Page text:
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UNI to host international conference on violence and religion

July 8, 2013

Martha Reineke, professor, Department of Philosophy and World Religions, 319-984-6582,

Lindsay Cunningham, Office of University Relations, 319-273-6728,

CEDAR FALLS, Iowa -- The University of Northern Iowa will host this year's Colloquium on Violence and Religion (COV&R). This international association of scholars was founded in 1990 and is dedicated to the exploration, criticism and development of René Girad's mimetic model of the relationship between violence and religion in the genesis and maintenance of culture. Scholars from diverse fields and theoretical orientations are invited to participate. Last year's conference was held at the International Christian University in Tokyo.

This year's conference, titled "A Land Between Two Rivers," will focus on ecological issues, using the impact large-scale industrial agriculture has had on the ecosystem in the state of Iowa as a case study. 

The mimetic theory is a model of human relationships that, among other things, focuses on the phenomena of the scapegoat mechanism, a method in which humankind has created, throughout the centuries, common enemies to foster unity and set the foundations of advanced cultural development. By temporally displacing the fear or threat acting on the person or society, social order can be restored, as the "threat" has been identified and eliminated. The mimetic theory says this mechanism can be linked to everything from bullying to war.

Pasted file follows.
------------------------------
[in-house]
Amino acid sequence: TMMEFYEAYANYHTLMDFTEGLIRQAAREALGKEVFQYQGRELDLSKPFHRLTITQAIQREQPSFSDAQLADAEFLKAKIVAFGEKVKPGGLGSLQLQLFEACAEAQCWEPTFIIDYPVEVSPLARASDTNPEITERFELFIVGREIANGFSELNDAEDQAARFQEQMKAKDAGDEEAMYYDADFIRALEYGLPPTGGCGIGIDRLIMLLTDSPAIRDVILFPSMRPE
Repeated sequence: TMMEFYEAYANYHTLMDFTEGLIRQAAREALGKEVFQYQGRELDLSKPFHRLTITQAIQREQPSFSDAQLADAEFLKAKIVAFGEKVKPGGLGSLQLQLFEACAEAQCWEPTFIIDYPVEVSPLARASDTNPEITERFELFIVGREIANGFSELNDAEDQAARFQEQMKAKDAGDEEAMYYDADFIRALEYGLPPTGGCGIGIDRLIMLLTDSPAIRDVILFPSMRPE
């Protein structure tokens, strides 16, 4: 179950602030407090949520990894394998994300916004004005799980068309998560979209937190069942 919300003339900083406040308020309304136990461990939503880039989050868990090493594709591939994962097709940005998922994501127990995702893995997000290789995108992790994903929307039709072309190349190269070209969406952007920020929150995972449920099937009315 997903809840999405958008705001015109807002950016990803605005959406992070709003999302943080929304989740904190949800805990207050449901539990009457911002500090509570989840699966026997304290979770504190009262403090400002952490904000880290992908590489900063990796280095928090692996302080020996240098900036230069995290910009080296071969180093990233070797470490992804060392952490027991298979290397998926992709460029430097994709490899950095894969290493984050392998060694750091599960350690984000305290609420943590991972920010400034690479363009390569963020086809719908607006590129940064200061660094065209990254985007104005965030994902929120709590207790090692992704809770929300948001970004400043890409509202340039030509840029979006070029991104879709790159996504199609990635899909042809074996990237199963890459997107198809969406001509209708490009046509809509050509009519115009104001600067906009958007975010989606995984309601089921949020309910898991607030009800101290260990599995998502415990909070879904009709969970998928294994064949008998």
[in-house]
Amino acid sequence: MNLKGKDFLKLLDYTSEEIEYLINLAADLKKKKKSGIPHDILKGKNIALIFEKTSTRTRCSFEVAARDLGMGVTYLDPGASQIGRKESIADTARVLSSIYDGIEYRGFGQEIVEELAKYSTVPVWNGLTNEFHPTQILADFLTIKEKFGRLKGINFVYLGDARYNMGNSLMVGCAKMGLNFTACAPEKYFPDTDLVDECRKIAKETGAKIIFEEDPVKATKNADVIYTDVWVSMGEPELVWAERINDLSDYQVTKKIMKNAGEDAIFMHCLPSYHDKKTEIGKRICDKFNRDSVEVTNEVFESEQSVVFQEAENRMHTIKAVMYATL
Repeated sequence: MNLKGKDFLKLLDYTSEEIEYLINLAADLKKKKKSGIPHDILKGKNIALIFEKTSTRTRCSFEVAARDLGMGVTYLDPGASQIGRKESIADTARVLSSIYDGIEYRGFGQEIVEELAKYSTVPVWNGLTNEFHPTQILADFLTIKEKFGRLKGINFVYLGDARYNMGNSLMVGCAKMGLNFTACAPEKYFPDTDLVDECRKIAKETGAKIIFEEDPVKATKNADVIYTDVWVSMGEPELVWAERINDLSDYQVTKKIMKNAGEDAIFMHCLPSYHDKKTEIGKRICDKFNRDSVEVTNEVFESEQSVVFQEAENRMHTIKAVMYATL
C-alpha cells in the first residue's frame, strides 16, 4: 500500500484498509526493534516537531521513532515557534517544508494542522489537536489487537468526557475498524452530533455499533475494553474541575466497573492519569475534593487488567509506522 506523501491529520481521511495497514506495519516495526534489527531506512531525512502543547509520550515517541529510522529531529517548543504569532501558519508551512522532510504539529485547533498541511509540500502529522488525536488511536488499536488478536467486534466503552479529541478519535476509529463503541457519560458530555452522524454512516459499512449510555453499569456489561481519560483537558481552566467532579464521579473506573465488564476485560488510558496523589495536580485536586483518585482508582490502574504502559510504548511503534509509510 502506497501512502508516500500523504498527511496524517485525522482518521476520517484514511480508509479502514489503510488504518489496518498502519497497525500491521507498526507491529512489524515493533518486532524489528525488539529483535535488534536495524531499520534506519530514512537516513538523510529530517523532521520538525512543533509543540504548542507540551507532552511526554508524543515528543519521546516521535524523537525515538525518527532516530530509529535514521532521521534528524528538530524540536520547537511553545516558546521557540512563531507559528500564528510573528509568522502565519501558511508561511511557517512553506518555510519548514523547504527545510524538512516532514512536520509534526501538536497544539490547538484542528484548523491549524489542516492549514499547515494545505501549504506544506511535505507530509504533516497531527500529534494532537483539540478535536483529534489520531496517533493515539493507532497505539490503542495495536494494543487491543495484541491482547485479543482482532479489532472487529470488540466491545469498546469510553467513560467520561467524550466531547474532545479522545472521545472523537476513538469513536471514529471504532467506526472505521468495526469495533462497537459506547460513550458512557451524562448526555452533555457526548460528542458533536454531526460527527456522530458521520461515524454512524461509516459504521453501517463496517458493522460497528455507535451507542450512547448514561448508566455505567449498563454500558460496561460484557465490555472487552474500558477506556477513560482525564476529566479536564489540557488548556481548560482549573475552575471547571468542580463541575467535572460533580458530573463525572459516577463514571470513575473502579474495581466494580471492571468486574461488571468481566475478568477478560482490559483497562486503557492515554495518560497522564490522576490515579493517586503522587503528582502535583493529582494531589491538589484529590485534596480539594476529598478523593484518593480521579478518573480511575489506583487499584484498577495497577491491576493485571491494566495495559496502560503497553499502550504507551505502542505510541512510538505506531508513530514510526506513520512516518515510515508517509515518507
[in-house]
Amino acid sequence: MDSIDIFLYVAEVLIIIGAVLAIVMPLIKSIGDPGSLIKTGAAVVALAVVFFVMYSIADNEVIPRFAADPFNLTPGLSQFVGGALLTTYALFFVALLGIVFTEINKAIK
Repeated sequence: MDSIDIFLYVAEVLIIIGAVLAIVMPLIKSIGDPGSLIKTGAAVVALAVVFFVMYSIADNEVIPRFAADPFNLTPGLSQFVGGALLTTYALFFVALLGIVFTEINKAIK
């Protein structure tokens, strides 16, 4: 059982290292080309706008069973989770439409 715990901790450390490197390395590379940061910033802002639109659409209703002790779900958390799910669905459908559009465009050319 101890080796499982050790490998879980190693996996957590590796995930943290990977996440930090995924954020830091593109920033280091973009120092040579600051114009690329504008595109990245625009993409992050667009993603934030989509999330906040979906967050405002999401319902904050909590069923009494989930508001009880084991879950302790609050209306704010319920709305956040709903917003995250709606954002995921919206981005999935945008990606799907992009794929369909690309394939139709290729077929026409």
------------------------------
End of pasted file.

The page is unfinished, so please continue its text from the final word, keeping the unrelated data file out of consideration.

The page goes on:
The conference begins on Wednesday, July 10, at 4 p.m., in Bengston Auditorium in Russell Hall with a welcome from University President Bill Ruud. The opening keynote lecture, given by Laura Jackson of the Department of Biology at UNI, will follow at 7:30 p.m. Jackson's studies focus on sustainable agriculture. She has worked alongside farmers in northeast Iowa, helping reintroduce native plant life to add diversity and sustainability.  

Another noted speaker, Whitney Bauman, professor in the Department of Religious Studies at Florida International University, will speak on Thursday, July 11, at 7 p.m. in Bengston Auditorium. Bauman's research focuses on how religious beliefs, insights, doctrines and practices have shaped the cultures in which people live, and how this impacts their relationship with the natural world.

Mark Wallace, professor in the Department of Religion at Swathmore College, will speak on Friday, July 12, at 10:15 a.m. in Bengston Auditorium. Wallace's research has focused on how world religions have defined humankind's placement in the natural order. He addresses some of the questions many religions have grappled with throughout history, questions regarding human beings' responsibility to the natural world and other life forms, and the idea of the cosmos having an inherent purpose or function. All questions, Wallace believes influence peoples' treatment of the natural world around them.

For more information about the COV&R and a full conference event list, visit